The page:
New Study Reveals How Romanesco Cauliflowers Develop Fractal Shape | Biology

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Cauliflowers present an unusual organ arrangement with a multitude of spirals nested over a wide range of scales. How such a fractal, self-similar organization emerges from developmental mechanisms has remained elusive until now. According to new research, cauliflowers are in fact buds that are designed to become flowers but which never reach their goal; the atypical shape of the Romanesco cultivar is explained by the fact that its stems produce buds more and more rapidly.

The Romanesco cauliflower. Image credit: Marc Pascual.

The Romanesco cauliflower. Image credit: Marc Pascual.

There are many examples of fractals in Nature, such as ice crystals or branches on trees. In maths, the number of copies of an initial pattern goes on infinitely, said co-author Dr. Etienne Farcot, a researcher in the School of Mathematical Sciences at the University of Nottingham.

Cauliflowers present a high level of such self-similarity, involving seven or more copies of the same bud.

This is most conspicuous on the Romanesco cauliflower, one of the first images that will appear if you search plant fractals online. What is striking about the Romanesco is the very well defined, pyramidal buds which accumulate along endless spirals.

After over a decade of collaborative work from a multidisciplinary and international team of researchers, this emergent process can finally be explained, he added.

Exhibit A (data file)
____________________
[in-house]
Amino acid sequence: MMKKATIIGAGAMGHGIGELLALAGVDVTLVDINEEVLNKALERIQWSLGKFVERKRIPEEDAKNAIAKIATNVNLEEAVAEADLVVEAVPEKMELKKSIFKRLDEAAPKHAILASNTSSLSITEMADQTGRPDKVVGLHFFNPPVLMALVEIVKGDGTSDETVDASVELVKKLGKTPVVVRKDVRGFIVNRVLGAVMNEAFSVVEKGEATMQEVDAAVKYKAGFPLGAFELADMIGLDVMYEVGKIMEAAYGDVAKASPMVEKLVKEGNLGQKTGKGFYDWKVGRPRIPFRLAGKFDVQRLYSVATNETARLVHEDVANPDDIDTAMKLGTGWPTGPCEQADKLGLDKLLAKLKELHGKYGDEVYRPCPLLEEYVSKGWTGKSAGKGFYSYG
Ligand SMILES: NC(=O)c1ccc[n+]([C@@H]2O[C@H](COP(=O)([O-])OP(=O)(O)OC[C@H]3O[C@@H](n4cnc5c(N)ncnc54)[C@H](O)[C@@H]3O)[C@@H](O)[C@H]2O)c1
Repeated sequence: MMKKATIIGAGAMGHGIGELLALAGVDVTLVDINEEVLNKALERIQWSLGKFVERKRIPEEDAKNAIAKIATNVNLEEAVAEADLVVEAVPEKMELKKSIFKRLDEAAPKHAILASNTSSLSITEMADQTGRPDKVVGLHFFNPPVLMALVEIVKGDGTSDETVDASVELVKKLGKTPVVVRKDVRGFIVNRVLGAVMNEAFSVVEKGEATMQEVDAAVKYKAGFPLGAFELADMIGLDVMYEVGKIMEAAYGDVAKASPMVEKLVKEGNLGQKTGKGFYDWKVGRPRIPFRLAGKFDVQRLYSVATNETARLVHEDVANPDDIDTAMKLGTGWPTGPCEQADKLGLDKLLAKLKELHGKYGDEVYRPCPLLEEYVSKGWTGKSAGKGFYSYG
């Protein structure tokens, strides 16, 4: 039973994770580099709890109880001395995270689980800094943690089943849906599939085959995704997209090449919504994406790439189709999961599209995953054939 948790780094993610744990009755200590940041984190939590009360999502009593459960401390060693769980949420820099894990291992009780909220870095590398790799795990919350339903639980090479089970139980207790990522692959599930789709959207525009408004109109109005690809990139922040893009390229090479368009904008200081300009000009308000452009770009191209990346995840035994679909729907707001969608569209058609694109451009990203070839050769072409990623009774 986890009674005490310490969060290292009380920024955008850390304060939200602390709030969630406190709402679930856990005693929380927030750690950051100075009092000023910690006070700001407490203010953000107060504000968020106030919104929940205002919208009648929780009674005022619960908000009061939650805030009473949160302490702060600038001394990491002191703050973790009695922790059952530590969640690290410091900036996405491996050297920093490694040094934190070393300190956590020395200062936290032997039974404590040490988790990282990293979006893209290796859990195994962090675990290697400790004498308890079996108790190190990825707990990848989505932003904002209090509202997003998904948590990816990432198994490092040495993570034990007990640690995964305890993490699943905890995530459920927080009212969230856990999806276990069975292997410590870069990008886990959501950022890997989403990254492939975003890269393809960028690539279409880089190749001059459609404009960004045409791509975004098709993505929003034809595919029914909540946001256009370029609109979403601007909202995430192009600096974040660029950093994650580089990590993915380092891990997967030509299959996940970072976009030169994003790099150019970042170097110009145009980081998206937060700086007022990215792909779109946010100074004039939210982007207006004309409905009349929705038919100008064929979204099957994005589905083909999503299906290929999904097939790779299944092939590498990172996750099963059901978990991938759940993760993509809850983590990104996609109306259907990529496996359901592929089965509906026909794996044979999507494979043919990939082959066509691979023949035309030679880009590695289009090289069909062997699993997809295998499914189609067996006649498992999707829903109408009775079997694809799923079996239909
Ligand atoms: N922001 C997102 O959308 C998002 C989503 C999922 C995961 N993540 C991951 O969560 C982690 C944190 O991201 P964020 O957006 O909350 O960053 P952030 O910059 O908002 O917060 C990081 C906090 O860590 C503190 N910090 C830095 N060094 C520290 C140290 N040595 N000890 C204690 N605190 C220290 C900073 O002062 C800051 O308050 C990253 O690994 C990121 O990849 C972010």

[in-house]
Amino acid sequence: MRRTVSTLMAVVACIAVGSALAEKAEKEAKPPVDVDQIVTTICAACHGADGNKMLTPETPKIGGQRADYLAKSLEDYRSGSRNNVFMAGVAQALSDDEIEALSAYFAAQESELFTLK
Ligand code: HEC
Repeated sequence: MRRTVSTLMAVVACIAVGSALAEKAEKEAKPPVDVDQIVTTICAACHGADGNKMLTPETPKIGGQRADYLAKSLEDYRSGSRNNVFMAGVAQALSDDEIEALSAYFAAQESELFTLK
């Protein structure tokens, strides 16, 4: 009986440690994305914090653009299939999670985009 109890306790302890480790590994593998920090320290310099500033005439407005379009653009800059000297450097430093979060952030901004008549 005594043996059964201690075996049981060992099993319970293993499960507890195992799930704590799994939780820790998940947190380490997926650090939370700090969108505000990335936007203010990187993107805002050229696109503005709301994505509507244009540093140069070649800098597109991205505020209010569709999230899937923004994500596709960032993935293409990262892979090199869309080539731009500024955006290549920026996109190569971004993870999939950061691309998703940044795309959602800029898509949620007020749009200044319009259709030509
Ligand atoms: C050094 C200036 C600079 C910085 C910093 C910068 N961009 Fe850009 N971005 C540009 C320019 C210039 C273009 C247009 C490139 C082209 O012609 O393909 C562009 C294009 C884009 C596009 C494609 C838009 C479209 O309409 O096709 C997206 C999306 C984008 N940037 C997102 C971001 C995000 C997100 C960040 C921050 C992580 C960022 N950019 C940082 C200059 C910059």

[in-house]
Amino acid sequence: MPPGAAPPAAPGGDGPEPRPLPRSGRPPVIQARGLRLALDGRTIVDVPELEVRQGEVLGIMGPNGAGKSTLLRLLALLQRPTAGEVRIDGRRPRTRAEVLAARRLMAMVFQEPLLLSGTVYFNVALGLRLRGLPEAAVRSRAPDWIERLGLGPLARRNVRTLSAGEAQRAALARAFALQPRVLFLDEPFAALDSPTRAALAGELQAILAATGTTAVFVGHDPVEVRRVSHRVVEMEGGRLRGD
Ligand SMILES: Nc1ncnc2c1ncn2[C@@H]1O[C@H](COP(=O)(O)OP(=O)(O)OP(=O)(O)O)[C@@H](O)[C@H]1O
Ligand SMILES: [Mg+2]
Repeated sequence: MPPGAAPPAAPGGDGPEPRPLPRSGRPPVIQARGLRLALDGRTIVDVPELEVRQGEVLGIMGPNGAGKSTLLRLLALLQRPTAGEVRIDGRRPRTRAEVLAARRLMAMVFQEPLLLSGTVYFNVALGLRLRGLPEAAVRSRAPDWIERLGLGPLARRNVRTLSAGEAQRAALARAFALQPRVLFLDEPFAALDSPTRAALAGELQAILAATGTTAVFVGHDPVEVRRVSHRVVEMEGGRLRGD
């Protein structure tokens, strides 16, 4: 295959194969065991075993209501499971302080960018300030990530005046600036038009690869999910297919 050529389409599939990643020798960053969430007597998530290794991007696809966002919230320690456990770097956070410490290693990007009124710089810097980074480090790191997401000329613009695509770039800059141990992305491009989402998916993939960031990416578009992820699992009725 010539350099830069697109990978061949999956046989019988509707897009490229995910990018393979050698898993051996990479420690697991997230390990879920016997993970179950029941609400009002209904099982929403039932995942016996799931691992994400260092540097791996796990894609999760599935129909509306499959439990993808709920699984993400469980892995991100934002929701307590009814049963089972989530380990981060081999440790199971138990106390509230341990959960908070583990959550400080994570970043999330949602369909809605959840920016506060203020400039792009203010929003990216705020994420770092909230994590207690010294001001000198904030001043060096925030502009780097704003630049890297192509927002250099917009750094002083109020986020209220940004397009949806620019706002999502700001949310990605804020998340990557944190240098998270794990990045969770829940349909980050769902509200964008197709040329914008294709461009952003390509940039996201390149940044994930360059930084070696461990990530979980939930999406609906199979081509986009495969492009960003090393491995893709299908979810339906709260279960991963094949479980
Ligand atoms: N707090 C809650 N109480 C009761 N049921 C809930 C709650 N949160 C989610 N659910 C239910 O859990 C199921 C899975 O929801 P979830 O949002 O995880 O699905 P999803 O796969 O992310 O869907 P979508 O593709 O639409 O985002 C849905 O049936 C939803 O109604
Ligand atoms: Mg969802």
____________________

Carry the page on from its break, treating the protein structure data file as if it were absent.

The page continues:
Although most plants present a geometric organization in spirals along main and secondary axes (called phyllotaxis), cauliflowers present an unusual phyllotaxis with a multitude of spirals, nested over a wide range of scales.

How such a fractal self-similar organization emerges from developmental mechanisms has, until now, remained elusive.

In their research, Dr. Farcot and colleagues combined mathematical modeling and plant biology to show that instead of reaching flowering stage cauliflowers develop into stems, which in turn continue trying to produce flowers.

The cauliflower is born from this chain reaction, resulting in a succession of stems upon stems.

The findings show that the brief incursion of buds into a flowering state profoundly affects their functioning and allows them, unlike normal stems, to grow without leaves and to multiply almost infinitely.

The atypical shape of the Romanesco cauliflower is explained by the fact that its stems produce buds more and more rapidly, whereas the production rate is constant in other cauliflowers.

This acceleration gives each floret a pyramidal appearance, making the fractal aspect of the structure clear.

The study highlights how the selection of mutations in plants during the process of domestication has changed their shape, sometimes drastically, into the fruits and vegetables on our shelves.

Combining experimental analyses in a cauliflower-like mutant ofArabidopsis thaliana with modeling, we found that curd self-similarity arises because the meristems fail to form flowers but keep the memory of their transient passage in a floral state, the scientists said.

Understanding this genetic mutation could help plant scientists optimize growth of related plants.

It is amazing how complex nature is, Dr. Farcot said.

The next time you have cauliflower for dinner, take a moment to admire it before you eat it.

The findings were published in the July 9, 2021 issue of the journal Science.

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Eugenio Azpeitia et al. 2021. Cauliflower fractal forms arise from perturbations of floral gene networks. Science 373 (6551): 192-197; doi: 10.1126/science.abg5999

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